Interfaith collaboration can reduce gender inequality
Religious fundamentalism threatens sustainable development
(LWI) – Collaboration between The Lutheran World Federation (LWF) and Islamic Relief Worldwide (IRW) has helped address gender inequalities and violence against women, delegates at the ongoing United Nations’ Commission on the Status of Women heard.
“The interfaith collaboration between LWF and IRW is a concrete example of articulation that goes beyond advocacy platforms. It plays a key role in addressing gender justice challenges,” Brazilian pastor Rev. Cibele Kuss said.
She was speaking at a side event of the Commission on the Status of Women on the role of faith-based organizations in implementing the Sustainable Development Goals adopted by world leaders last year.
Kuss and other LWF delegates at the 60th Commission on the Status of Women session, 14-24 March, are advocating closer collaboration between the UN, civil society and faith-based organizations on issues that affect women’s empowerment and sustainable development, the theme of this year’s meeting.
The UN Population Fund, World Young Women’s Christian Association and the United States Federation for Middle East Peace joined the side-event.
IRW gender advisor Sharifa Abdulaziz noted, “faith is an integral part of the social fabric and is considered by many as the major driver for change in local communities.”
A 2014 cooperation agreement between the LWF and IRW currently facilitates joint support to Nepalese who lost homes and livelihoods in the April 2015 earthquake and to Syrian refugees living in Jordan.
Kuss added that UNFPA supported the 2015 interfaith advocacy initiative, 16 Days of Activism against gender-based violence, which highlighted child marriage, its impact on girls’ education and the role of faith in these challenging realities.
Kuss, who is executive secretary of the Lutheran Foundation of Diakonia in Brazil and an LWF Council member, said racism, religious intolerance and other forms of discrimination enhance and reproduce gender inequalities in her country.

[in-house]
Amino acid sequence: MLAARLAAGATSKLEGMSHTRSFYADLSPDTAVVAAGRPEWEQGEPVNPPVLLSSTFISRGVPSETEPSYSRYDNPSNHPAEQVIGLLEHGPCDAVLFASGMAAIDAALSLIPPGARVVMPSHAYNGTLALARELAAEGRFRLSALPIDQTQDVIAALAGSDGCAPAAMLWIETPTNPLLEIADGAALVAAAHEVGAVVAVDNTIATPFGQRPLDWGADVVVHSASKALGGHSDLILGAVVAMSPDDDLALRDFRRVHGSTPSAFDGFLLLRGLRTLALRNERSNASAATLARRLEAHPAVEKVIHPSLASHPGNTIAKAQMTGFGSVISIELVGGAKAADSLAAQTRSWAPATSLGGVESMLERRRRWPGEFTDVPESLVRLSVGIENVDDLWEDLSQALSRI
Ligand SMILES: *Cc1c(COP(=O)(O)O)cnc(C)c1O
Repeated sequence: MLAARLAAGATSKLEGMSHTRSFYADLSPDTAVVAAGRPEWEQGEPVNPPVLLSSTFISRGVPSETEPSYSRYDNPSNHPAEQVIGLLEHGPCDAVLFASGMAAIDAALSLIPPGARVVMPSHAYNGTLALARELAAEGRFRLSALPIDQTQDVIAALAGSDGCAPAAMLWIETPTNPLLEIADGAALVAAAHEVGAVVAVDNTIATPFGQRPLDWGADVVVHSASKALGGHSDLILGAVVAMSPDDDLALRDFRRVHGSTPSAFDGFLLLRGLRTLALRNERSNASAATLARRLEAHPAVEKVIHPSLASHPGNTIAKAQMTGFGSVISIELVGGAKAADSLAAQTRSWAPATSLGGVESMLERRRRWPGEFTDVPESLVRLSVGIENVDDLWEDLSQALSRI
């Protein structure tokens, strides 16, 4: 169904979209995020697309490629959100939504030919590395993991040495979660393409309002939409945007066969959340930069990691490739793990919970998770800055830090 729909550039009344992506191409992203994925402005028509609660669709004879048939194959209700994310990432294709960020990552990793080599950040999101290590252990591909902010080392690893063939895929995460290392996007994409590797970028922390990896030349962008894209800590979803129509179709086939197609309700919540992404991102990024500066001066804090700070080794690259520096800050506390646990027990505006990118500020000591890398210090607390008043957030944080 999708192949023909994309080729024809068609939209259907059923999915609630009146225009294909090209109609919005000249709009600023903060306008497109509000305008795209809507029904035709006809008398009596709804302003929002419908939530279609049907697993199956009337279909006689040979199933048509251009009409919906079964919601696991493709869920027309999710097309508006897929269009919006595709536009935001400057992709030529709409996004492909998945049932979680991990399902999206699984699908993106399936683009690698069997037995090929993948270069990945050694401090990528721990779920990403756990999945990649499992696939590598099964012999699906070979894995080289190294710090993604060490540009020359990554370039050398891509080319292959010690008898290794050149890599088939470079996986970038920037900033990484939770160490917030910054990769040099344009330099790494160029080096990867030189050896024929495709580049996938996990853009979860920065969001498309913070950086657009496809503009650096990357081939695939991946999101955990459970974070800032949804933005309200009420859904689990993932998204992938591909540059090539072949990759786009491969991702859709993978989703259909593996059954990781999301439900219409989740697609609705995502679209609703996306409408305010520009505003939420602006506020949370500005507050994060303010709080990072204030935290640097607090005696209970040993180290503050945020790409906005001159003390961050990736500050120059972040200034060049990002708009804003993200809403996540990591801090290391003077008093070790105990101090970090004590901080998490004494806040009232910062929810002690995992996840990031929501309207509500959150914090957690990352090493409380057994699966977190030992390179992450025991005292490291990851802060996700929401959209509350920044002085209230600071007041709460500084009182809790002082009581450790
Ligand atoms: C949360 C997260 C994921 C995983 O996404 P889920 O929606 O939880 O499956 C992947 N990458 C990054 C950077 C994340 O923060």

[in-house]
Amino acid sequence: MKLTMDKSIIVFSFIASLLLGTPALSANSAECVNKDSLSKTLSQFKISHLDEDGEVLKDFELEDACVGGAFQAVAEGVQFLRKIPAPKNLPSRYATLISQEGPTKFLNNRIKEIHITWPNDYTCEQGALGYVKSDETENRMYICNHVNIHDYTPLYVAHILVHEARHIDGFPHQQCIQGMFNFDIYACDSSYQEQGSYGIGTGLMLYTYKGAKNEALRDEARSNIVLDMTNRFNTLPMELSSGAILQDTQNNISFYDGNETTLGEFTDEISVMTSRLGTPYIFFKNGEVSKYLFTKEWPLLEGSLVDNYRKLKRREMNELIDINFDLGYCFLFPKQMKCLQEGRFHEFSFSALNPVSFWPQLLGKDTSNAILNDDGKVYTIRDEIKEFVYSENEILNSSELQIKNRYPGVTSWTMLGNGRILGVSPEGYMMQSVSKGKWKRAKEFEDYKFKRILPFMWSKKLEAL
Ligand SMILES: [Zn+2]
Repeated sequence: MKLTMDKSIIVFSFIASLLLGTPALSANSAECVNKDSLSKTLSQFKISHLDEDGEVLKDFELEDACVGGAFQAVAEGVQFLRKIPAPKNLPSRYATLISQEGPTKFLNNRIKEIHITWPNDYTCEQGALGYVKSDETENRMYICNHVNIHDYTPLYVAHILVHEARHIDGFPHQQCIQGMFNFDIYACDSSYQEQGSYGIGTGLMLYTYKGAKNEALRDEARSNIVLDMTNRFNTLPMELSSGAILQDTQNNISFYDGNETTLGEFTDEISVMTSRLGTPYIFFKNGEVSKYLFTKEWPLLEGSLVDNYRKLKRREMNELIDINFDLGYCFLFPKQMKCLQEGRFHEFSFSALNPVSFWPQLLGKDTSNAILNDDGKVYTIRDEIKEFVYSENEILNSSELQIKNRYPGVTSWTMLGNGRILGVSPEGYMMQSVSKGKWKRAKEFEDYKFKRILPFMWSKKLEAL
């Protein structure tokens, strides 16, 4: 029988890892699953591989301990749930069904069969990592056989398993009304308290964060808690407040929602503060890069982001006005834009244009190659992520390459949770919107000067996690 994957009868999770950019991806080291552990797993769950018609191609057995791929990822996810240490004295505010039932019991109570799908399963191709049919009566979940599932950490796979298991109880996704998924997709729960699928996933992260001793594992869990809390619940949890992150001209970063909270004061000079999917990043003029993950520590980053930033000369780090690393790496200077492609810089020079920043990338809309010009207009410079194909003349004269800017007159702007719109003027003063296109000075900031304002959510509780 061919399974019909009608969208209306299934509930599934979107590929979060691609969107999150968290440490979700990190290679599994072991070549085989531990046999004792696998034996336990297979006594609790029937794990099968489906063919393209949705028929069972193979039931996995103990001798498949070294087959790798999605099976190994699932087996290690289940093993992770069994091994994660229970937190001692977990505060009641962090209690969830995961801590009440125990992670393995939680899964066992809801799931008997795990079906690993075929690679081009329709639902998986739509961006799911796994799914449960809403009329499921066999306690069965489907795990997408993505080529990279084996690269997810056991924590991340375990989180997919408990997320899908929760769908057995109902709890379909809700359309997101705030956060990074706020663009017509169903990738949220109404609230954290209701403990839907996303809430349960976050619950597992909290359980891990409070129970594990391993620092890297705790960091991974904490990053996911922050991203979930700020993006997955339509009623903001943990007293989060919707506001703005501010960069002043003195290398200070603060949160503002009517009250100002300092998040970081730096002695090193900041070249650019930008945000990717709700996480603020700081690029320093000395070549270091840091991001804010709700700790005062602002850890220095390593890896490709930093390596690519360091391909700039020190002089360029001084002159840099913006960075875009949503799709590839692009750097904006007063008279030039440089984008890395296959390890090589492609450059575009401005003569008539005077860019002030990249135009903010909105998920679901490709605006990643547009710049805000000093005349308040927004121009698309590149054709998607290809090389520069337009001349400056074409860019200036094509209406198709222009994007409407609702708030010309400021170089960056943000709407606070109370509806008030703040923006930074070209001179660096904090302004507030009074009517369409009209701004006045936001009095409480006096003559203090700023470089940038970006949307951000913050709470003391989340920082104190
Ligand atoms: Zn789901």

Racism, religious intolerance, and other forms of discrimination enhance and reproduce gender inequalities.
Groups targeted by injustice mainly include African descendants, indigenous people, and individuals and communities of different sexual orientation. She noted the escalation of violence toward these social groups is fueled by members of parliament who support Christian fundamentalists in the country’s changing religious landscape.
Dr Azza Karam, senior advisor for Culture at UN Population Fund, said the situation in Brazil reaffirmed her conviction of the need for mutual sharing of experiences about religious intolerance, particularly with a South to South perspective.
Concluding, Kuss said the 2013 LWF Gender Justice Policy helped the Lutheran Foundation of Diakonia develop a similar one in 2014. “It has been a major tool in ensuring that our own policies as faith-based organizations are based on gender justice.”
Photo gallery: Working with women and communities on the margins
The 60th session of the United Nations Commission on the Status of Women, met 14-24 March in New York, under the theme “Women’s empowerment and sustainable development.” It reviewed the Sustainable Development Goals agreed by world leaders last September.
Representatives of LWF member churches spoke at some of the commission panels, where they discussed ways in which faith communities help reduce gender inequalities that perpetuate women’s marginalization and exclusion in sustainable development.
Delegates from the Evangelical Lutheran Church in Congo in the Democratic Republic of the Congo, Simalungun Protestant Christian Church in Indonesia, Evangelical Lutheran Church in Malawi, and Evangelical Lutheran Church in America shared insights from their work.
14-24 March 2016
Photos: LWF/ Nicholas Jaech